A clustering algorithm groups the given samples, each represented as a
vector
in the N-dimensional feature space,
into a set of clusters according to their spatial distribution in the N-D
space. Clustering is an unsupervised classification as no *a priori*
knowledge (such as samples of known classes) is assumed to be available.

- Step 1. Randomly choose initial cluster centers
from the given
sample set (e.g., the first samples of the sample set). Set ;
- Step 2. Assign each of the samples to one of the clusters
according to the distance
between the sample
and the mean vectors of the clusters:

where denotes the ith cluster of samples whose center is at the lth iteration; - Step 3. Update the cluster centers to get
so that
the sum of the distances
from all points in to the new center
is
minimized. To find this new center, we let

Solving this we get

where is the number of samples currently in at the lth iteration. - Step 4. Terminate if the algorithm has converged, i.e., the membership
of each pattern is no longer changed:

or a preset maximum number of iterations is exceeded.Otherwise, , goto Step 2.

**The ISODATA Algorithm**

In the K-means method, the number of clusters remains the same through
out the iteration, although it may turn out later that more or fewer
clusters would fit the data better. This drawback can be overcome in the
*ISODATA Algorithm* (Iterative Self-Organizing Data Analysis Technique
Algorithm), which allows the number of clusters to be adjusted automatically
during the iteration by merging similar clusters and splitting clusters with
large standard deviations. The algorithm is highly heuristic and based on the
following pre-specified parameters:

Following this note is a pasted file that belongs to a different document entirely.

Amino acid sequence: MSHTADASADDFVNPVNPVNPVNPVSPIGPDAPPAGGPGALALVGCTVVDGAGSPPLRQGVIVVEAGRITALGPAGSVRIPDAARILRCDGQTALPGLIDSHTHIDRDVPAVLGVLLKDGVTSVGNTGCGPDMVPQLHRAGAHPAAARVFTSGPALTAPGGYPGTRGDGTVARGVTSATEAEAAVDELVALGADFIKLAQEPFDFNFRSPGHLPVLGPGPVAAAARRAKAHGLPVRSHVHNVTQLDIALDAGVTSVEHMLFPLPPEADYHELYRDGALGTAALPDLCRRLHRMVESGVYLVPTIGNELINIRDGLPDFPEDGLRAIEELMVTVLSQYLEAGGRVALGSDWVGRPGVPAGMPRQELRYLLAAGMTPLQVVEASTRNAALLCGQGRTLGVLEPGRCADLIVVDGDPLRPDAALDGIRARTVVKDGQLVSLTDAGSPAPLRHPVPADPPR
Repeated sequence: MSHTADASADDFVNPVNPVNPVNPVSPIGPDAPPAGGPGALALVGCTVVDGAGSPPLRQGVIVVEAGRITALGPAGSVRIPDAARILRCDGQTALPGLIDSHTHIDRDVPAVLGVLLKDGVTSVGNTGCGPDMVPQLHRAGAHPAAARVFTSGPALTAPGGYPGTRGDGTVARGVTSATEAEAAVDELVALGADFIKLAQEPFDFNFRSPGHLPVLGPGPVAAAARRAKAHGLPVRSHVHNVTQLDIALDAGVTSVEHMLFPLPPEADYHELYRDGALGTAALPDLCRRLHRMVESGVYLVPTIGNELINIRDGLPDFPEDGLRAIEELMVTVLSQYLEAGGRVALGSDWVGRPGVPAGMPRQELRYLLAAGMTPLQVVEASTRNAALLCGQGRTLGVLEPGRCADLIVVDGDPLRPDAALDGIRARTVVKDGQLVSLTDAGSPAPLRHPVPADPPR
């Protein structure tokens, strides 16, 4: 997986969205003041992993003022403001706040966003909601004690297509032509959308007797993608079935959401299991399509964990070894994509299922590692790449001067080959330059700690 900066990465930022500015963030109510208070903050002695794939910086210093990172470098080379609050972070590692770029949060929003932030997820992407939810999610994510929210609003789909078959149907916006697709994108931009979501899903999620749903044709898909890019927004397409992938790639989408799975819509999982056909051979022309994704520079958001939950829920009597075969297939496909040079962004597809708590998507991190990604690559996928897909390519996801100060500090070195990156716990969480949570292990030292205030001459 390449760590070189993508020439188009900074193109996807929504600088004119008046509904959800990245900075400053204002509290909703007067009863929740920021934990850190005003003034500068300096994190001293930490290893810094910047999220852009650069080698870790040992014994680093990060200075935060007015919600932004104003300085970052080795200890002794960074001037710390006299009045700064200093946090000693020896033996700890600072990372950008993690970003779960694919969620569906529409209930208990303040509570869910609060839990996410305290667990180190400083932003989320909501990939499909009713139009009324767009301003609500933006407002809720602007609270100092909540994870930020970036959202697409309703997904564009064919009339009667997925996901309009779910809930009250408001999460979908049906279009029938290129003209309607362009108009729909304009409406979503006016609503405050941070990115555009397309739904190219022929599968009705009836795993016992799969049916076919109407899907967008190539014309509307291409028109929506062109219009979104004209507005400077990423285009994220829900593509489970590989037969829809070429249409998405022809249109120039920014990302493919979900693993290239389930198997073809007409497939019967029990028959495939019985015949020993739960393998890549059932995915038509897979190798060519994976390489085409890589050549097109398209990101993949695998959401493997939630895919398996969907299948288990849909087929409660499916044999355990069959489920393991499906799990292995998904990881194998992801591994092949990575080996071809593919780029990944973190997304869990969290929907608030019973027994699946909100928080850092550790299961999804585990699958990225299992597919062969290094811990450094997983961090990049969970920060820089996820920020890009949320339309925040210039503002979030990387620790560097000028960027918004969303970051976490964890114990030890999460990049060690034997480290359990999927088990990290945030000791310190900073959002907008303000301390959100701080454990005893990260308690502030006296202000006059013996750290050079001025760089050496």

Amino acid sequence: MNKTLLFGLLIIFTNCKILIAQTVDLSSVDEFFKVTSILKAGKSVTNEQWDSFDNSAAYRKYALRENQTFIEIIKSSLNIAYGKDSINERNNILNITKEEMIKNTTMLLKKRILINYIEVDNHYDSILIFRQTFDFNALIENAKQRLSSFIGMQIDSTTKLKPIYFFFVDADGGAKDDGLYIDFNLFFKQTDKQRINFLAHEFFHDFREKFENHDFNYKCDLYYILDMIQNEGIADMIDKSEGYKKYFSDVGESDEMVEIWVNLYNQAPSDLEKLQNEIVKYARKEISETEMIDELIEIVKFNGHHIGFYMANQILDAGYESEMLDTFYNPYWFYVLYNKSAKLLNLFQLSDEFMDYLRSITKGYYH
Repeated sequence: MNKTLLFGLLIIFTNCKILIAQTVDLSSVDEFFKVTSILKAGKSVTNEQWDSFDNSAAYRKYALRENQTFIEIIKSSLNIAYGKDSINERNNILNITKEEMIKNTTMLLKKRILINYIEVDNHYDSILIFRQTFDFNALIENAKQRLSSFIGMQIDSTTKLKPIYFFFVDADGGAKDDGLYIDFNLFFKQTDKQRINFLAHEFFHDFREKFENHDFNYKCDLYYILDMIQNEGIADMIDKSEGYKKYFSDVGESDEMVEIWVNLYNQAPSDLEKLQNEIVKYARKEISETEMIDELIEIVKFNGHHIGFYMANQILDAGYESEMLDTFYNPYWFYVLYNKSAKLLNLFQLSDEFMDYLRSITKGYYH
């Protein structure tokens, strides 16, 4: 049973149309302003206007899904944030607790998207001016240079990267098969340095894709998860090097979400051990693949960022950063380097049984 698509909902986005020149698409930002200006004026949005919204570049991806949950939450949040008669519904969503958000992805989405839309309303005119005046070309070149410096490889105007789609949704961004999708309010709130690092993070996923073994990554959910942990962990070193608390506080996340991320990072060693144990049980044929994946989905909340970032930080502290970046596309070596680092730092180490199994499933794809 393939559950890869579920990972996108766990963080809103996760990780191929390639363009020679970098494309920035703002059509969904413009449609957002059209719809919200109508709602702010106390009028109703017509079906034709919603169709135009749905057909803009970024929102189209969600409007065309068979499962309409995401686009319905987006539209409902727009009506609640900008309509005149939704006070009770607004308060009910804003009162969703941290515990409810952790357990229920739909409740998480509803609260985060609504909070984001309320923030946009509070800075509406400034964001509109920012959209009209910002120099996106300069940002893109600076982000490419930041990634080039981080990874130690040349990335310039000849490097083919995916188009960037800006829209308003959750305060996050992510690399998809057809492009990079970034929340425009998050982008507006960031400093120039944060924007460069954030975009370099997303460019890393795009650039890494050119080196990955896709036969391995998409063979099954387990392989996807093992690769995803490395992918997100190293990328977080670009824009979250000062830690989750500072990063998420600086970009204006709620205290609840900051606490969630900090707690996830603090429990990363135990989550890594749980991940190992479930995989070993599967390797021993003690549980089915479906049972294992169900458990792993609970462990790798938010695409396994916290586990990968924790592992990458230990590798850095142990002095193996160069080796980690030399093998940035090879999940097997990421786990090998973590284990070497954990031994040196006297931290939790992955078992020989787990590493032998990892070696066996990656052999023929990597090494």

- : desired number of clusters;
- : minimum number of samples in each cluster (for discarding clusters);
- : maximum variance (for splitting clusters).
- : minimum pairwise distance (for merging clusters).

Here are the steps of the algorithm:

- Choose randomly initial mean vectors from the data set.
- Assign each data point to the cluster with
closest mean:

- Discard clusters containing too few members, i.e., if , then discard and reassign its members to other clusters. .
- For each cluster
, update the mean
vector

and the covariance matrix:

The diagonal elements are the variances along the dimensions. **If**(too few clusters), go to Steps 6 for splitting;**else if**(too many clusters), go to Steps 7 for merging;**else**go to Step 8.- (split) For each cluster
, find the
greatest covariance
If and , then split into two new cluster centers

Alternatively, carry out PCA to find the variance corresponding to the greatest eigenvalue and split the cluster along the direction along the corresponding eigenvector.Set .

Go to Step 8.

- (merge) Compute the pairwise Bhattacharyya distances
between every two cluster mean vectors:

For each of the distances satisfying , merge of the corresponding clusters to form a new one:

Delete , set . - Terminate if maximum number of iterations is reached. Otherwise go to Step 2.

As the number of clusters can be dynamically adjusted in the process, the Isodata algorithm is more flexible than the K-means algorithm. But all of the many more parameters listed previously have to be chosen empirically.